And all my loved ones who've gone on... ♫
1917 is a simple story about two soldiers delivering a crucial message, and the terrible sacrifices made to achieve this. Tears can be shed just from reading this description.
- The sight of countless corpses strewn across the blasted No Man's Land. The title of the track during this scene is "Gehenna". While Gehenna means "hell", which No Man's Land resembles, Gehenna was initially where some of the kings of Judah sacrificed their children by fire in the Bible, just like leaders of Germany and Britain sacrificing their own youth in fires of war.
- As Schofield and Blake explore the German barracks, Schofield comes across a photograph of someone's wife and child still pinned to a bedframe, left behind by some random soldier in the German army's haste to retreat. He stares at it for a beat, likely reminded of his own.
- When Blake prods Schofield as to why he traded his medal away instead of taking it home, Schofield reveals that he hates going home to see his family, knowing that he would have to leave them and they may never see him again, before being overcome with emotion. Then it's revealed at the end that he's married and a parent, which makes his anguish even worse.
- Blake asking Schofield if he is dying, and the older soldier having no choice but to say yes. Right before he dies, Blake pulls out a photograph of his family and asks Schofield to reassure his mum that he didn't die scared.
- These lines from the official script:Schofield heaves Blake's torso up - the endeavour entirely different now Blake is dead.
Nothing is heavier than the dead body of someone you loved.
- Schofield crawling out of the river and finally breaking down on the bank. And not just the one-tear-rolling-down-your-cheek kind of breakdown. No, Schofield—who was presented earlier as the more cynical and composed of the two leads—audibly sobs and shakes, helping to emphasize just how much stress he's been under for the last 24 hours. It's also the clearest reaction he's had throughout the film regarding the death of his friend—for whom he hasn't even grieved properly yet.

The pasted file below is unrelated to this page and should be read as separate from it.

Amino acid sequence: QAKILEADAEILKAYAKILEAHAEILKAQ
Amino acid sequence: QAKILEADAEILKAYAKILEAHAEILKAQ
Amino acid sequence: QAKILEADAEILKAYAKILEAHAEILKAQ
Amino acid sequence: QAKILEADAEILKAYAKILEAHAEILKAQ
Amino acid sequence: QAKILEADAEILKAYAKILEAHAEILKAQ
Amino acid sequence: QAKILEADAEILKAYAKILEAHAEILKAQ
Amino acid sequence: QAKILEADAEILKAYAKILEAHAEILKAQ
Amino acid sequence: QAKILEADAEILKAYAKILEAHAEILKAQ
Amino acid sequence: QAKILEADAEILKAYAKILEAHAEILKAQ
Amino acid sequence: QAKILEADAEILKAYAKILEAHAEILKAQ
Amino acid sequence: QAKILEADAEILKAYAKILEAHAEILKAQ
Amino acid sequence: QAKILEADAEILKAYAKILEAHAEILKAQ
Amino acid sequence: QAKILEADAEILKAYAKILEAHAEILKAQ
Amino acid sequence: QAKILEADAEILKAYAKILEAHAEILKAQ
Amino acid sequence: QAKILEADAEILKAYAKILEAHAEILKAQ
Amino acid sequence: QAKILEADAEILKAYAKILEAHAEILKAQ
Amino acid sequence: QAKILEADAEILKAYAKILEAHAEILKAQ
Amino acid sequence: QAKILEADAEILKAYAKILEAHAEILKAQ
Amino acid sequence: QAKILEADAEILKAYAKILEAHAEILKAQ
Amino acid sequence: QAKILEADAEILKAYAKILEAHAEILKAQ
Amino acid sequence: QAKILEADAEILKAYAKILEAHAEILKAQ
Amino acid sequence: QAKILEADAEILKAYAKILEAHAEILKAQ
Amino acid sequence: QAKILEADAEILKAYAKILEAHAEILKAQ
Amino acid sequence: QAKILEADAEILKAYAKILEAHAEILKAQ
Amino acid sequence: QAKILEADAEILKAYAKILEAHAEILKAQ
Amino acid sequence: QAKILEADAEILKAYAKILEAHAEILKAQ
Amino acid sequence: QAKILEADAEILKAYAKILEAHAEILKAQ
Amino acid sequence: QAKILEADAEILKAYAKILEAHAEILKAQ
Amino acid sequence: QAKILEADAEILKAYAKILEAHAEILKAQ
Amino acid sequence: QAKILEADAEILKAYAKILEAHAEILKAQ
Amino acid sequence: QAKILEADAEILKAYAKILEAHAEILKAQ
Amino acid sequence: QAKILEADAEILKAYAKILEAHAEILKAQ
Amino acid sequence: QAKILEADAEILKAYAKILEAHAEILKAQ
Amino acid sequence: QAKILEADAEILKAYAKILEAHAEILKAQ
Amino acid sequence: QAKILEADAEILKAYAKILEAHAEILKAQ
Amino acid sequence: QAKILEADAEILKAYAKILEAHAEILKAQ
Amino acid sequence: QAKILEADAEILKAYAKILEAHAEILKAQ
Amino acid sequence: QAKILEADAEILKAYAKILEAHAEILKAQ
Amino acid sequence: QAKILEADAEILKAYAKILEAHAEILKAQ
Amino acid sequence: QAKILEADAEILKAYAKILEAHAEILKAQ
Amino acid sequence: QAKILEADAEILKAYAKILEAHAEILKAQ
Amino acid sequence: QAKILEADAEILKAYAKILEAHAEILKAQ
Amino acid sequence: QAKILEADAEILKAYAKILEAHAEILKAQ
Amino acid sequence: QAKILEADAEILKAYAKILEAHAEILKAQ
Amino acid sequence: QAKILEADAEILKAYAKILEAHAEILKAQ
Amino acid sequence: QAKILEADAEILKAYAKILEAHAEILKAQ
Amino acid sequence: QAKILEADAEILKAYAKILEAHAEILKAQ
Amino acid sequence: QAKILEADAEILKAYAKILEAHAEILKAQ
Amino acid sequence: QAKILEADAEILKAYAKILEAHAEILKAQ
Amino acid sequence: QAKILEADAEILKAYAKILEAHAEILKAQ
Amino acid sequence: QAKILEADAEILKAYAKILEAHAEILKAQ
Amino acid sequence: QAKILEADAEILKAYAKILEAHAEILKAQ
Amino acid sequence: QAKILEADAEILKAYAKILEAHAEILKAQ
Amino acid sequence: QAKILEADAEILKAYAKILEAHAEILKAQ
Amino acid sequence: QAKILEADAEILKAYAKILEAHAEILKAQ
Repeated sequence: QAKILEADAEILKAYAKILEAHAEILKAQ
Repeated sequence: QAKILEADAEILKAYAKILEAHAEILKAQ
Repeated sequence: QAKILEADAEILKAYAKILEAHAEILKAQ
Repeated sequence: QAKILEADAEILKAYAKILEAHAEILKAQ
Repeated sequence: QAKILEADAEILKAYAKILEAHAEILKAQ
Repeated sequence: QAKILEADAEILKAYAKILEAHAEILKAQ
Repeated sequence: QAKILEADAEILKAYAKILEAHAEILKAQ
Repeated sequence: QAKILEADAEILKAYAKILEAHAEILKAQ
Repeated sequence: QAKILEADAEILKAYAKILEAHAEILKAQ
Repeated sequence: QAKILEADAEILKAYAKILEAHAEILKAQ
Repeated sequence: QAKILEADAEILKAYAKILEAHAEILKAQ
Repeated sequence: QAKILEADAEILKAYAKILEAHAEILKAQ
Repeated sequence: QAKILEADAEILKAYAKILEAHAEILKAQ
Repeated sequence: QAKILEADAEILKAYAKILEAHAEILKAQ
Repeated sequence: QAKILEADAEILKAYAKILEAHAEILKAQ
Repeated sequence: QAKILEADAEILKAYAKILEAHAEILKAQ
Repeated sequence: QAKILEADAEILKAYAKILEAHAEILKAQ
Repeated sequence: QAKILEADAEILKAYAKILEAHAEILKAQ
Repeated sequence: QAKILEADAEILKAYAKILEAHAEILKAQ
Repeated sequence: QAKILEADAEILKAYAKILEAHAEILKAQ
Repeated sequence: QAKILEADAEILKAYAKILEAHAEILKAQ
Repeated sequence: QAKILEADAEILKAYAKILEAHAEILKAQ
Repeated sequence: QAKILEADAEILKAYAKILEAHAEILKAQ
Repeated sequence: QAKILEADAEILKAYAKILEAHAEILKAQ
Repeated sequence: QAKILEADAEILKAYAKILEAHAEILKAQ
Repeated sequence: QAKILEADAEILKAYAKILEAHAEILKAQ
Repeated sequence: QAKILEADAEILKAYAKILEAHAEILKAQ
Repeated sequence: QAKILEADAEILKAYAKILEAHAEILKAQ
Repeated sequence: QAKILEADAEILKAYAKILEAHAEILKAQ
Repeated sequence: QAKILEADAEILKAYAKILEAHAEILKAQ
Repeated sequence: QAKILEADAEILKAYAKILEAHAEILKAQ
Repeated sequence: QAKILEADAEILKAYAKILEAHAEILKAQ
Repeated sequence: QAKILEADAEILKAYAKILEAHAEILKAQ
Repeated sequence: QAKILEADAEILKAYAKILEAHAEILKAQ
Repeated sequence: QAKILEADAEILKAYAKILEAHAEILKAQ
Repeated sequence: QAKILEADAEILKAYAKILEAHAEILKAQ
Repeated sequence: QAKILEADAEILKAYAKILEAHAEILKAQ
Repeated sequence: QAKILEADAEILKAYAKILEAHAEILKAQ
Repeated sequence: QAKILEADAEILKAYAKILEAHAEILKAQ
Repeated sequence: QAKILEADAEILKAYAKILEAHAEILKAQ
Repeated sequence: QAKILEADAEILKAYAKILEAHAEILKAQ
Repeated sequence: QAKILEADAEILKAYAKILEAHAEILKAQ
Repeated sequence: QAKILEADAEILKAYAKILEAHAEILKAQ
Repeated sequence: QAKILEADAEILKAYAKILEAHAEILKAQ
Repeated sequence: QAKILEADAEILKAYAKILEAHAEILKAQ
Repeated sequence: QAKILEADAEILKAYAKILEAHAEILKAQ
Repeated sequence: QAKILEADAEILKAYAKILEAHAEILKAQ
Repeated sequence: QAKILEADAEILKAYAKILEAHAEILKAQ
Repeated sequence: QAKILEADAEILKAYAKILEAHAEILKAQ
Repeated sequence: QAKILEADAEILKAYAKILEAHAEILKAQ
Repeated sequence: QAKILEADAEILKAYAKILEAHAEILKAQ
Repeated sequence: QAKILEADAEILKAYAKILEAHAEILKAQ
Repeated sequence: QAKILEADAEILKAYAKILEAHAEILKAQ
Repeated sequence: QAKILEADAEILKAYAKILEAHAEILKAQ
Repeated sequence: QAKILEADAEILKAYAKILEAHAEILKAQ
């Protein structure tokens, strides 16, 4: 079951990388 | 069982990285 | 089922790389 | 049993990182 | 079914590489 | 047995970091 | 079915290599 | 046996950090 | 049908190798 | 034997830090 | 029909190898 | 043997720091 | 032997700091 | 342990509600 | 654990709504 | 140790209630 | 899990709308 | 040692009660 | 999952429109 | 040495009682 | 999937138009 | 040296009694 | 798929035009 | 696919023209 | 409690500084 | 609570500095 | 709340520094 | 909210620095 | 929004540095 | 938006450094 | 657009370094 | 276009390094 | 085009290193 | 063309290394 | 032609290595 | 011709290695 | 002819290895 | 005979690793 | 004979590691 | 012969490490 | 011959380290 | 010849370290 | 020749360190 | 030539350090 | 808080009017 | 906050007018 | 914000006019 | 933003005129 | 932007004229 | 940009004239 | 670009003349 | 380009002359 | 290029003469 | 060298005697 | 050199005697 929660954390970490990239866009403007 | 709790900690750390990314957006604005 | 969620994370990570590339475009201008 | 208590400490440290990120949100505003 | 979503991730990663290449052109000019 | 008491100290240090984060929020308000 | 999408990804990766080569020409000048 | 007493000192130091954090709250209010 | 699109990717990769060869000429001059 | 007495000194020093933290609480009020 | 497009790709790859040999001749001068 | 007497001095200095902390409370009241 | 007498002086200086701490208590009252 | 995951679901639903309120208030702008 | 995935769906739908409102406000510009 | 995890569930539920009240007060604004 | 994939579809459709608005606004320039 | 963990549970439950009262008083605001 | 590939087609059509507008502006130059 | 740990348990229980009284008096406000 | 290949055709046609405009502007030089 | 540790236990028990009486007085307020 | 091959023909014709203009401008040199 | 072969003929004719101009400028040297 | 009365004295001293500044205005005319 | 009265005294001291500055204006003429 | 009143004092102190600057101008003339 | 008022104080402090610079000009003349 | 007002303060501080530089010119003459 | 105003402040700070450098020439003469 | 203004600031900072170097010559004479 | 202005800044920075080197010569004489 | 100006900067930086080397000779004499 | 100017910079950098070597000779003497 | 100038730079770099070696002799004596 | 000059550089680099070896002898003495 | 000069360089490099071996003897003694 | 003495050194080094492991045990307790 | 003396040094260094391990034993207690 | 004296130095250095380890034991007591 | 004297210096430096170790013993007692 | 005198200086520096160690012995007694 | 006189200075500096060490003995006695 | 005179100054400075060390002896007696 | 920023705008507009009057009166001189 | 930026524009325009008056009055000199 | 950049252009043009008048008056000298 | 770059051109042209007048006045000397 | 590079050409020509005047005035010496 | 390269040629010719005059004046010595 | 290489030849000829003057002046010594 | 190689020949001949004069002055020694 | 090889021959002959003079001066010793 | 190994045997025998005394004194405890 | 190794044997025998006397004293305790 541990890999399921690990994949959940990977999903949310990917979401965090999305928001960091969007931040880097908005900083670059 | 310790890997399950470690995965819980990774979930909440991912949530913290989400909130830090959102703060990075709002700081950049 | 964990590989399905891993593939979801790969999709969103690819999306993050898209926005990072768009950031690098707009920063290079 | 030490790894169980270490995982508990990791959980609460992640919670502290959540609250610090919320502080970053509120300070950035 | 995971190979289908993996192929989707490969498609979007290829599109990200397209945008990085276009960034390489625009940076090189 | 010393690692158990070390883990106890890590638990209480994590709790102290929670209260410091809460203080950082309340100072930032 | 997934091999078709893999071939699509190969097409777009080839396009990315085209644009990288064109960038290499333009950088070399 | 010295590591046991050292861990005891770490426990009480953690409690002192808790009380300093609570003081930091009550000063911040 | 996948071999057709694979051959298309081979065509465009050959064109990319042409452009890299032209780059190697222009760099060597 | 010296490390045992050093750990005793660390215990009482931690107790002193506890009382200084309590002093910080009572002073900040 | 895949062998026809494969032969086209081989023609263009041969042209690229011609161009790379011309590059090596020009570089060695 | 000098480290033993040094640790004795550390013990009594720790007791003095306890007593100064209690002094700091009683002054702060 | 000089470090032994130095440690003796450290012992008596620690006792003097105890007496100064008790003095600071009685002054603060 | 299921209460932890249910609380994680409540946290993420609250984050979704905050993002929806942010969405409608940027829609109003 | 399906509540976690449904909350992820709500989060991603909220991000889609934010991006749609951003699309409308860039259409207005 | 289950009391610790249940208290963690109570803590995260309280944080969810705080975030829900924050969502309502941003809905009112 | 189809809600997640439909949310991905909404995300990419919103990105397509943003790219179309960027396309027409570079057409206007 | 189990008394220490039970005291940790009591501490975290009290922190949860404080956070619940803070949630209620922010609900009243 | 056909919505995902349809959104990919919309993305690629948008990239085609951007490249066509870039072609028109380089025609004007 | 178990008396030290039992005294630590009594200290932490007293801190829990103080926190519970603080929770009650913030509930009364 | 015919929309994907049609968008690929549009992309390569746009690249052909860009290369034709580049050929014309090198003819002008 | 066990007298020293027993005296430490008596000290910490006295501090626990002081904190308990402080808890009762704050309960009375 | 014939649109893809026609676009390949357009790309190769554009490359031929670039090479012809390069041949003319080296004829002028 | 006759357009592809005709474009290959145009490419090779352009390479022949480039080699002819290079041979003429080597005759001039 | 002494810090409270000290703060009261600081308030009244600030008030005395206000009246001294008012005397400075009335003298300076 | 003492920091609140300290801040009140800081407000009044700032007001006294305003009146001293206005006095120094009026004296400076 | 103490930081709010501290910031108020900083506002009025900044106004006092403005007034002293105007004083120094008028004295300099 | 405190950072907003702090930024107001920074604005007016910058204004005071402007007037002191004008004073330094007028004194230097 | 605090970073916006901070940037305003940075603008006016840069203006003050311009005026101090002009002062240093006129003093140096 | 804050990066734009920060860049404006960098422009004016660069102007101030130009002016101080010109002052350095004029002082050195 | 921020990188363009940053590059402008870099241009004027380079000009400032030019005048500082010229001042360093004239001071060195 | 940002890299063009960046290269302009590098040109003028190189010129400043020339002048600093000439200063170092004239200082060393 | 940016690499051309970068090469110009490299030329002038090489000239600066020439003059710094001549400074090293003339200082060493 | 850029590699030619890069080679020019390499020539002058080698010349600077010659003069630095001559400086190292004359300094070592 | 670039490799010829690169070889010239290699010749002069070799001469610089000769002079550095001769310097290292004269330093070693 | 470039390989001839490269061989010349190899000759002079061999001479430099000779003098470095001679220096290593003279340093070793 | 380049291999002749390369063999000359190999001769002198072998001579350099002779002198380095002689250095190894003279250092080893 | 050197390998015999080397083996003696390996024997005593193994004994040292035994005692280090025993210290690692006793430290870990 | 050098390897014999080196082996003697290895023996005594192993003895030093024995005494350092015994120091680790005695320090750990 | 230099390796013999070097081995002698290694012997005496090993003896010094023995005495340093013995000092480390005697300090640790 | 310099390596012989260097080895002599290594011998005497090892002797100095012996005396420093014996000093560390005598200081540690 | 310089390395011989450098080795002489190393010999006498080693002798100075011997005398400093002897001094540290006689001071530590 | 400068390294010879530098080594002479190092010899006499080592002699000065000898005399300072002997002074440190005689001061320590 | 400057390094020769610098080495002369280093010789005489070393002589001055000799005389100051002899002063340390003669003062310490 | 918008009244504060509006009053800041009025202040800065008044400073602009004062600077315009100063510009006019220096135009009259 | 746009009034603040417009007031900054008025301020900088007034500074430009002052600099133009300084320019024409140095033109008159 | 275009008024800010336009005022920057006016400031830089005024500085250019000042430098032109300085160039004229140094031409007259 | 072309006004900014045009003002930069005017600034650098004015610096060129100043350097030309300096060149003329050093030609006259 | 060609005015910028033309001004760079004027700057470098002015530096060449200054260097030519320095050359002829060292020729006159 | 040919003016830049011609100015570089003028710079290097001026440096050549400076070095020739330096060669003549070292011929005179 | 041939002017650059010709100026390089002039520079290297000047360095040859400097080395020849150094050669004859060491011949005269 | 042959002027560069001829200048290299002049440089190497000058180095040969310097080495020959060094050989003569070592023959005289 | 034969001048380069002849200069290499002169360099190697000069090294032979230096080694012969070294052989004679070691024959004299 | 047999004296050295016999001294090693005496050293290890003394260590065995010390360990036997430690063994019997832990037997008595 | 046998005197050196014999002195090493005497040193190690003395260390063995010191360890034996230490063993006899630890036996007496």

- The "Wayfaring Stranger" scene has Schofield finding the second wave of the Devons waiting around until they're sent over, passing the time listening to a soldier singing the song. Schofield, after everything he's gone through, collapses and is basically catatonic until about a minute after the rest of the soldiers start moving, at which point he is able to snap out of it and get moving again to deliver the message to Col. Mackenzie.
- Right before he goes over the trenches, Schofield runs into a sobbing captain, who is clearly suffering from PTSD and not wanting his men to die. When Schofield leaves him to find someone else who can give him answers, a mortar lands right next to the captain and presumably kills him.
- The climactic run across the trenches is also heartbreaking, as Schofield, too late to prevent the first wave, desperately sprints through the hundreds and hundreds of soldiers all running out of the trench into their inevitable deaths, in order to prevent any more waves of pointless dead.
- The British soldiers going over the top near the end of the film was not only horrifying, but also very tear jerking. The chances of the soldiers surviving were very slim and most who left the trenches would never return alive.
- The fact that the attack even happens. Blake manages to get the message to Mackenzie just in time to prevent the second and further waves from going over the top, but the first wave goes over because he was just minutes too late.
- The huge number of wounded soldiers can be hard to get through without a tear. The vast majority of the victims are wounded mortally or with life-changing injuries. In a blink-and-you'll-miss-it moment, one soldier on a stretcher has lost at least one of his hands. More soldiers are seen heavily bleeding and many are so badly wounded they just break down and cry, with some even shouting that they want to go home. The fact that most of those men probably died in those med tents, hundreds of miles away from their families, just makes it an even bigger tearjerker.
- Blake's death is sad enough, but his brother's reaction to the news (after believing he was still alive) is heartbreaking. When Schofield gives him Blake's possessions, Joe is very obviously holding back tears, even as he thanks Will for being with his brother when he died.
- The films final moments has Schofield opening his tin container and gazing at a picture of his wife and daughter. A separate picture of his wife has Come back to us written on the back.
- The very fact that the war isn't over by the end of the film, and that anyone shown making it out alive could die the very next day—or even the next hour. Furthermore, anyone who does survive the war will have to face another great war in the coming decades, their sons likely having to go through the same ordeal as them.
- And those who survive can expect to survive with permanent injuries and/or shell shock in an era where There Are No Therapists is usually true. If Schofield makes it out alive, he will be dealing with flashbacks and other signs of trauma for the rest of his life.